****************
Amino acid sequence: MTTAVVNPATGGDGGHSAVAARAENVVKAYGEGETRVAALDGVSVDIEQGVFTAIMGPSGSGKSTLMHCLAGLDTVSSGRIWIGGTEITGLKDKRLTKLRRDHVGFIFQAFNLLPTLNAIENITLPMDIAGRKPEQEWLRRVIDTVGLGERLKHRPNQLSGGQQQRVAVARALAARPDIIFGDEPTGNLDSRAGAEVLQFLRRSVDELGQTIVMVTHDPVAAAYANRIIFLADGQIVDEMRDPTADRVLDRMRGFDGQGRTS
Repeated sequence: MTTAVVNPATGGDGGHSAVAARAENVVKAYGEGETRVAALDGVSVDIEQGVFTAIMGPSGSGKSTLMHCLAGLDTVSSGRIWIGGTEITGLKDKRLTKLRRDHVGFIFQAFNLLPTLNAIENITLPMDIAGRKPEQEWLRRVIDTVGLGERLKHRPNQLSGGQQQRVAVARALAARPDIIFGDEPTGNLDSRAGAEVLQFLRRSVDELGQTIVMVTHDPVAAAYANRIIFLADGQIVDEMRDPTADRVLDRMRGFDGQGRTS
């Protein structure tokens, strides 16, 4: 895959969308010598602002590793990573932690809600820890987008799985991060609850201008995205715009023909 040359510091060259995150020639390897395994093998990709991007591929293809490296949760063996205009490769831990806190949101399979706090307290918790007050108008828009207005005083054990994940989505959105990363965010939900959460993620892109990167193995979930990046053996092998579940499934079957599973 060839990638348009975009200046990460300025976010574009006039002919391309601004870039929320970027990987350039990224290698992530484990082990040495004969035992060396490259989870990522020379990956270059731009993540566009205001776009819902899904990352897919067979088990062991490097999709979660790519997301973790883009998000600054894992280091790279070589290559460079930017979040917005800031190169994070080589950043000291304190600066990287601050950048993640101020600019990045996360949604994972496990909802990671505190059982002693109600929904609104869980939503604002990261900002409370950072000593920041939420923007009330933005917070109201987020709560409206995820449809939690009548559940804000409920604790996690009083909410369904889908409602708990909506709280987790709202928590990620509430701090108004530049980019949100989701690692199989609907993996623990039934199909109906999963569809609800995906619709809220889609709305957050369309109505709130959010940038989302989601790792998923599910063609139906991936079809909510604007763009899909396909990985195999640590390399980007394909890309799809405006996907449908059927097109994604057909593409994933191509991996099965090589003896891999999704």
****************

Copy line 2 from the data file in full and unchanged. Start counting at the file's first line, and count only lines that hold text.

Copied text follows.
Repeated sequence: MTTAVVNPATGGDGGHSAVAARAENVVKAYGEGETRVAALDGVSVDIEQGVFTAIMGPSGSGKSTLMHCLAGLDTVSSGRIWIGGTEITGLKDKRLTKLRRDHVGFIFQAFNLLPTLNAIENITLPMDIAGRKPEQEWLRRVIDTVGLGERLKHRPNQLSGGQQQRVAVARALAARPDIIFGDEPTGNLDSRAGAEVLQFLRRSVDELGQTIVMVTHDPVAAAYANRIIFLADGQIVDEMRDPTADRVLDRMRGFDGQGRTS